The Hundred and Two Ways

VIENNA: Across Europe the “third way” debate has become the only political game in town, the only hint at new directions in a rather confused multitude of trends and ideas. The recent paper signed by Tony Blair and Gerhard Schröder, entitled Europe: The Third Way (Die neue Mitte) begins with a bold statement: “Social democrats are in government in almost all the countries of the Union. Social democracy has found new acceptance—but only because, while retaining its traditional values, it has begun in a credible way to renew its ideas and modernize its programs. It has also found new acceptance because it stands not only for social justice but also for economic dynamism and the unleashing of creativity and innovation.”

It was perhaps unfortunate that this document was published a week before the recent European elections. Not only is it said to have created a certain amount of confusion, above all among German Social Democrats, but the European elections, whatever their shortcomings and limitations, allow us to check the statement of fact that “social democracy has found new acceptance.” The result of this check is telling. In six of fifteen EU countries, Social Democratic Parties had 20% or less of the vote (Belgium, Denmark, Finland, Ireland, Italy, the Netherlands), in two others (France, Luxemburg) 22% or 23%. In five further countries the vote for Social Democratic Parties was between 26& and 33% (Germany, Greece, Britain, Austria and Sweden). In Spain 35% voted for the democratic Socialists, and in Portugal 43%. In only four countries were Social Democrats relatively the strongest party, and this includes France where the fragmentation of the Right meant that Jospin’s Socialists (in themselves hardly unified) were strongest with 22%.

It is tempting to examine the real strength of the Social Democrats in European governments (where changes are imminent in Belgium and Luxemburg), for they had twice the present proportion of the popular vote twenty years ago. Social Democrats are distinctly minority parties in most European countries. Even in Britain, Blair’s deceptively large parliamentary majority is based on 43% of the popular vote. In terms of electoral analysis the real trend is towards non-traditional parties, many of which did not exist twenty years ago. In most European countries their vote adds up to more than the Social Democratic vote. In truth, voters are confused and uncertain, pulled hither and yon. It is hard to discern any real trend towards a new crystallization of electoral views.

To continue reading, please log in or enter your email address.

Registration is quick and easy and requires only your email address. If you already have an account with us, please log in. Or subscribe now for unlimited access.


Log in;
  1. An employee works at a chemical fiber weaving company VCG/Getty Images

    China in the Lead?

    For four decades, China has achieved unprecedented economic growth under a centralized, authoritarian political system, far outpacing growth in the Western liberal democracies. So, is Chinese President Xi Jinping right to double down on authoritarianism, and is the “China model” truly a viable rival to Western-style democratic capitalism?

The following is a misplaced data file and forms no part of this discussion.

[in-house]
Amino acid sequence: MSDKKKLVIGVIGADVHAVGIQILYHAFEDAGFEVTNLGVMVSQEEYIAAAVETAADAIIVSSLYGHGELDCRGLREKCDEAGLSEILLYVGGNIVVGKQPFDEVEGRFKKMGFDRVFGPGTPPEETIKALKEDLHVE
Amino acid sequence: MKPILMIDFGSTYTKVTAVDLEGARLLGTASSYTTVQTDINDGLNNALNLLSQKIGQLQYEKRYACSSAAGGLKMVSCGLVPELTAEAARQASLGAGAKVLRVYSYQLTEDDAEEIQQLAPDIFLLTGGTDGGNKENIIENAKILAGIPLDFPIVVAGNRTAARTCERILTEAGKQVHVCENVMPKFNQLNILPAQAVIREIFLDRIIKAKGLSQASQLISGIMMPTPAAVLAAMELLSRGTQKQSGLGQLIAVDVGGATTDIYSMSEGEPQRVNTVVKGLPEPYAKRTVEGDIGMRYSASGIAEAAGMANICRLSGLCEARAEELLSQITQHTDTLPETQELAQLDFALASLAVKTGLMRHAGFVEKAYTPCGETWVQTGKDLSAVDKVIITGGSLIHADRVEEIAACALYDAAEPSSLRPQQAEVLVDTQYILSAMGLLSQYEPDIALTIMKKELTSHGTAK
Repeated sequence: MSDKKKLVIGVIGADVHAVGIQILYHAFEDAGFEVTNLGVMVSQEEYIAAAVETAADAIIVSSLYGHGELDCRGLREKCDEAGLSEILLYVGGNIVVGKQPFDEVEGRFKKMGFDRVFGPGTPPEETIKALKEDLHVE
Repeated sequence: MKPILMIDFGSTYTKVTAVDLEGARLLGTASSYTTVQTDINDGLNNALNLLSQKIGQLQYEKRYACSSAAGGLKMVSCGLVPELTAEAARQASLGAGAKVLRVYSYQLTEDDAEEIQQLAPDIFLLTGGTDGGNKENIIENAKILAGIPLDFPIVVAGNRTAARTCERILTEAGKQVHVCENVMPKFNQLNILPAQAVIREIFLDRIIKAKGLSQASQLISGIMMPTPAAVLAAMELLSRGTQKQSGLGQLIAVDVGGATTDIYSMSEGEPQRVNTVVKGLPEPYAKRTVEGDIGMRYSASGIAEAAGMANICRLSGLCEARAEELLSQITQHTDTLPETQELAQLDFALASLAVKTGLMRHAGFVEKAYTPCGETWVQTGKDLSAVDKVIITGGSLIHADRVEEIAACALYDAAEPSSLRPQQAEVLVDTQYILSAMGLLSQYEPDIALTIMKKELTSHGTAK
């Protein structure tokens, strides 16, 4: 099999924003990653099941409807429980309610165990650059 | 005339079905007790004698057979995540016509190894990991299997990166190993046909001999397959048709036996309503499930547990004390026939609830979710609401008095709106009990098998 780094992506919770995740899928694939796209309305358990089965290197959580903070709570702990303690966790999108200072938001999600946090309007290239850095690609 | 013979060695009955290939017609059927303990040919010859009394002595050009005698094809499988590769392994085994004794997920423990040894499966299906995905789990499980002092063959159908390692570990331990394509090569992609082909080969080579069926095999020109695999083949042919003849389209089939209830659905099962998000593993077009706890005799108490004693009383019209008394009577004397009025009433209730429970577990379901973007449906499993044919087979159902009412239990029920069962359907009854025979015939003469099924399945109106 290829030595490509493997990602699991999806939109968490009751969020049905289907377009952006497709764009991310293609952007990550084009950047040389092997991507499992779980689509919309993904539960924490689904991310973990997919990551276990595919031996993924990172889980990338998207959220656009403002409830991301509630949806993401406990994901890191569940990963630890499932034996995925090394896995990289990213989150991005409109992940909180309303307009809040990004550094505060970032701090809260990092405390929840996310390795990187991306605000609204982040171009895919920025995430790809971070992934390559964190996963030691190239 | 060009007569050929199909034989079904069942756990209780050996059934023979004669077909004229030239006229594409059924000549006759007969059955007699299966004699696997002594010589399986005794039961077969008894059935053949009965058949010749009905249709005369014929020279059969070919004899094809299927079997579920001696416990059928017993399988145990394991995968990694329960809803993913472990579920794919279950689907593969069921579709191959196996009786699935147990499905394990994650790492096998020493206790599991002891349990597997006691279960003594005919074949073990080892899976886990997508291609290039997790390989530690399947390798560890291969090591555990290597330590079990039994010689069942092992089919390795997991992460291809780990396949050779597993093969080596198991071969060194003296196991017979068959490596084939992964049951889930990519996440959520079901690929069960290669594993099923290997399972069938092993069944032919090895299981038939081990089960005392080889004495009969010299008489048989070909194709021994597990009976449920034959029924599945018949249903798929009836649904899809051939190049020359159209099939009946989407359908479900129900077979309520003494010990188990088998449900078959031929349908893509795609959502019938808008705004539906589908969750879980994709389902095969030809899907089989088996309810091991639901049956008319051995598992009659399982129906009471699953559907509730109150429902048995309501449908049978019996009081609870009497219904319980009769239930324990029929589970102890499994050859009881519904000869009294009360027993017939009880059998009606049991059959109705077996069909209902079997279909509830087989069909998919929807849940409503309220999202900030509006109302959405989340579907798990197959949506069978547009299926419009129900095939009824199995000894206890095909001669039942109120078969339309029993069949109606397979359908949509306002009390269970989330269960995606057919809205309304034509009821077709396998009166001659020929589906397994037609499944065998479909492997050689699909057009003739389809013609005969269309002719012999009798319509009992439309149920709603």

2. The assembly line at Ford Bill Pugliano/Getty Images

    Whither the Multilateral Trading System?

    The global economy today is dominated by three major players – China, the EU, and the US – with roughly equal trading volumes and limited incentive to fight for the rules-based global trading system. With cooperation unlikely, the world should prepare itself for the erosion of the World Trade Organization.

  3. Donald Trump Saul Loeb/Getty Images

    The Globalization of Our Discontent

    Globalization, which was supposed to benefit developed and developing countries alike, is now reviled almost everywhere, as the political backlash in Europe and the US has shown. The challenge is to minimize the risk that the backlash will intensify, and that starts by understanding – and avoiding – past mistakes.

  4. A general view of the Corn Market in the City of Manchester Christopher Furlong/Getty Images

    A Better British Story

    Despite all of the doom and gloom over the United Kingdom's impending withdrawal from the European Union, key manufacturing indicators are at their highest levels in four years, and the mood for investment may be improving. While parts of the UK are certainly weakening economically, others may finally be overcoming longstanding challenges.

  5. UK supermarket Waring Abbott/Getty Images

    The UK’s Multilateral Trade Future

    With Brexit looming, the UK has no choice but to redesign its future trading relationships. As a major producer of sophisticated components, its long-term trade strategy should focus on gaining deep and unfettered access to integrated cross-border supply chains – and that means adopting a multilateral approach.

  6. The Year Ahead 2018

    The world’s leading thinkers and policymakers examine what’s come apart in the past year, and anticipate what will define the year ahead.

    Order now